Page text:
A Good Hard Look - At Life, Loss and Forgiveness
By mamalang on August 16, 2011
When I received the email offering the opportunity to review A Good Hard Look by Ann Napolitano, I read the summary and was intrigued, but ready to be disappointed. Lately, I've really had a hard time finding books that keep my interest for long, which is insane because there are a lot of good books out there. I've been hoping it's just a phase, but have been disappointed a lot lately.
When the book came in the mail, I opened it and admired the cover art. My Favorite colors in a beautiful peacock... hmm. After dinner, I sat on my back deck and dove in.
As I was reading the first chapter, I felt the characters come alive. I wanted to visit with them, I wanted to know how the story ended. I was intrigued. Over the next several days, I read every chance I had.
Ann Napolitano does a great job building the story, showing us the parts of her characters lives we need to see. I was intrigued to find out what bound these characters, why the writer chose these people to tell the story. And I could relate to them all, even though none of them were like me.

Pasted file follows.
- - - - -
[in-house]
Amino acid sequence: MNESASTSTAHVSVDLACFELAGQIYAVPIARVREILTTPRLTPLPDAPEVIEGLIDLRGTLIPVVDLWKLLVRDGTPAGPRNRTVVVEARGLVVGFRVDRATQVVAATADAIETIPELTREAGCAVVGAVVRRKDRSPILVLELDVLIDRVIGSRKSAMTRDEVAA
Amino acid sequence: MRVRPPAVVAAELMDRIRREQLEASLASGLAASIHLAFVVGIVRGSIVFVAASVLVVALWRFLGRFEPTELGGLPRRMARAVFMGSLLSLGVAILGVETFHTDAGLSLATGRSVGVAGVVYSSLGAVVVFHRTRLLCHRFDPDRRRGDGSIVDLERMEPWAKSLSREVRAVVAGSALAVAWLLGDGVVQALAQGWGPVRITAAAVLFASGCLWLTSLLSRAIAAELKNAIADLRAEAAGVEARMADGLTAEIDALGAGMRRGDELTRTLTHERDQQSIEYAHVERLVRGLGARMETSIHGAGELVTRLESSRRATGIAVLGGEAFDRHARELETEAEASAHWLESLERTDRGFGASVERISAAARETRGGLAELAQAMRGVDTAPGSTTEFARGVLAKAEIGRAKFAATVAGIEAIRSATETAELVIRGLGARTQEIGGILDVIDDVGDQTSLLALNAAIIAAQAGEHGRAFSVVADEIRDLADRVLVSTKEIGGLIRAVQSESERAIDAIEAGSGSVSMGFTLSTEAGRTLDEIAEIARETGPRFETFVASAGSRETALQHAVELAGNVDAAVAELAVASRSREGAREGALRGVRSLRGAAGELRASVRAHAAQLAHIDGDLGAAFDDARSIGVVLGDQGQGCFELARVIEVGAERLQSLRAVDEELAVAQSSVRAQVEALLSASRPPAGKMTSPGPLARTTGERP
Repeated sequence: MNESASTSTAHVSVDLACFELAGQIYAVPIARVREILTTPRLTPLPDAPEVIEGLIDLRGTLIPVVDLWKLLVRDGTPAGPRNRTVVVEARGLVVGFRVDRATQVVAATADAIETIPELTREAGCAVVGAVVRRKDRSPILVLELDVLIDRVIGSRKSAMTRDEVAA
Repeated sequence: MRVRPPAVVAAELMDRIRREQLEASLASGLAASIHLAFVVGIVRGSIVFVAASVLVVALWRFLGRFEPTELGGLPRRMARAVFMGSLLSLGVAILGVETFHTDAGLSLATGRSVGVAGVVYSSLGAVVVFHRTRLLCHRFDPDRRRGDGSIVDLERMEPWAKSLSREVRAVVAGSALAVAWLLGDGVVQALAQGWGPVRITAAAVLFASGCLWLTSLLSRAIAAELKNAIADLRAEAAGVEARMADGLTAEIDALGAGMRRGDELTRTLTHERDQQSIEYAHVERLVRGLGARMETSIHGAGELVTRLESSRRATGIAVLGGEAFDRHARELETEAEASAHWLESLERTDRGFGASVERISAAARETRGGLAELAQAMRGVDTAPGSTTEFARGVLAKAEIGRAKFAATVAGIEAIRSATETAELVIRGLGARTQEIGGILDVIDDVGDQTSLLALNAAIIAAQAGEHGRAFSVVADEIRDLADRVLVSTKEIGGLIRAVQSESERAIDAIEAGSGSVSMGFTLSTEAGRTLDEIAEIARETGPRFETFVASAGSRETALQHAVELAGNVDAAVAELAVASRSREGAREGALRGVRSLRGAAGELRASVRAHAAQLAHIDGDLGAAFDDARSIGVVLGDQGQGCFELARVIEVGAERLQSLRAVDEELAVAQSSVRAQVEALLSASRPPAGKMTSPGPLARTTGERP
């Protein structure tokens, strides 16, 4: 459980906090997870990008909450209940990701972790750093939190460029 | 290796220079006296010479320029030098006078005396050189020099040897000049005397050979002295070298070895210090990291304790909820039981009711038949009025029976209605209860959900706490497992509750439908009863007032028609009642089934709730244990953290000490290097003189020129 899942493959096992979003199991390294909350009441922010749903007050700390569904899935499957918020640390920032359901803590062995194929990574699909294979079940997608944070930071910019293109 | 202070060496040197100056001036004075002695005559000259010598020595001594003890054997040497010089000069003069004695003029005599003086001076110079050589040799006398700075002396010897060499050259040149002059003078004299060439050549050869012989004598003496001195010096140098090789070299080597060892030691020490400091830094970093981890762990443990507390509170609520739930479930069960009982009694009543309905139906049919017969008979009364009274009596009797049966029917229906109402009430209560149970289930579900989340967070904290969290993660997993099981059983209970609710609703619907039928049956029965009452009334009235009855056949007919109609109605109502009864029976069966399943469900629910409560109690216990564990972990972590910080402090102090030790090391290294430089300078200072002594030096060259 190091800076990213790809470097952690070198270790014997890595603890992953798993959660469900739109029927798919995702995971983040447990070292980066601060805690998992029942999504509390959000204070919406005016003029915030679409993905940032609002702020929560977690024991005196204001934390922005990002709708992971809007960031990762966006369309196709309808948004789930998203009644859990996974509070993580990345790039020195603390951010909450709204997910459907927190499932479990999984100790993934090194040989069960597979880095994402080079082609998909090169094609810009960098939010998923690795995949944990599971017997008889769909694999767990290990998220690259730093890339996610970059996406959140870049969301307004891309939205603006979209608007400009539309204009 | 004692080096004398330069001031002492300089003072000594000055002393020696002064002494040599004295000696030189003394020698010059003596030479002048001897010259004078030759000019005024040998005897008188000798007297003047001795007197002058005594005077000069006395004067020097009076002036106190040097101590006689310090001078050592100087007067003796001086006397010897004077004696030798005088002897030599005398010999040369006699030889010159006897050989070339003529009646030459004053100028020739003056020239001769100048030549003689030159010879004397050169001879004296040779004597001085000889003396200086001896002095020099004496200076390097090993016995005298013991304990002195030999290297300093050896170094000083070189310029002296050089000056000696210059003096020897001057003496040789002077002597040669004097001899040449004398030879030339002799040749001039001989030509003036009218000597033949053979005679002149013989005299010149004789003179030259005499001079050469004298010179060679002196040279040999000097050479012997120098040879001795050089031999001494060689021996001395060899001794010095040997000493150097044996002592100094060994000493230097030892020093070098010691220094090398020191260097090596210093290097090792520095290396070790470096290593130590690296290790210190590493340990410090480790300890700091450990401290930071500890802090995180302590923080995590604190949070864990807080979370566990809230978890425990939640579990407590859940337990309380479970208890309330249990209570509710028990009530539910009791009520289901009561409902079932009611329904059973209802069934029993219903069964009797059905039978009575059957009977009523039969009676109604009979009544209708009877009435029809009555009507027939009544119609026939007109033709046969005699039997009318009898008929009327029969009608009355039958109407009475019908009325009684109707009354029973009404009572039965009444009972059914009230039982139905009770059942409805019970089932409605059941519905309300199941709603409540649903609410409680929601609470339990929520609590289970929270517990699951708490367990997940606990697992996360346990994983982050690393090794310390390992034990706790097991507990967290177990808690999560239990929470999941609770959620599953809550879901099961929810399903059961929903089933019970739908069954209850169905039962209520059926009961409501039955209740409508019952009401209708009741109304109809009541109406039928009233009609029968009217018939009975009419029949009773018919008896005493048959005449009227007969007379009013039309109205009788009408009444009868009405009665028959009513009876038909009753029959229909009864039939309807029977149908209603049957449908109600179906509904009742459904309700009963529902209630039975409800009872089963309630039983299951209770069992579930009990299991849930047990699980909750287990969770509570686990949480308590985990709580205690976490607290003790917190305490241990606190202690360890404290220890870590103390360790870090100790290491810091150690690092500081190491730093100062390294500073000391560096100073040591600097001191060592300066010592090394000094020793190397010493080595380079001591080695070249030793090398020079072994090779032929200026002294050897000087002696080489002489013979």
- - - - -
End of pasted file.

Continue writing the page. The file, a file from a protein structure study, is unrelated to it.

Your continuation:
Prior to reading this book, I had never heard of Flannery O'Connor. People were discussing how excited they were that she was a character in this book, and I thought that she was a character from a previous story. After reading the book, I decided to do a little research on the author. I was surprised to find out that this was historical fiction using a real life person as a character. I usually am not a fan of historical anything... I like living in the here and now as much as possible.
I really enjoyed this book, and thought about what the author wanted us to learn from her story for days after completing the book. I believe that Ann Napolitano wanted us to think about our lives, and how we choose to live them. Themes of loss, mourning and forgiveness run throughout this book. I enjoyed thinking about how I would respond to the events compared to the way the characters responded, and ultimately, I felt like I knew these characters once the story was gone. I didn't necessarily like all of the characters, or the choices they made, but that is part of what made it real for me. I appreciated that Ann also required her characters to learn to forgive themselves, not just others.
I would definitely recommend this book to others and have added another author to my list of must-reads.
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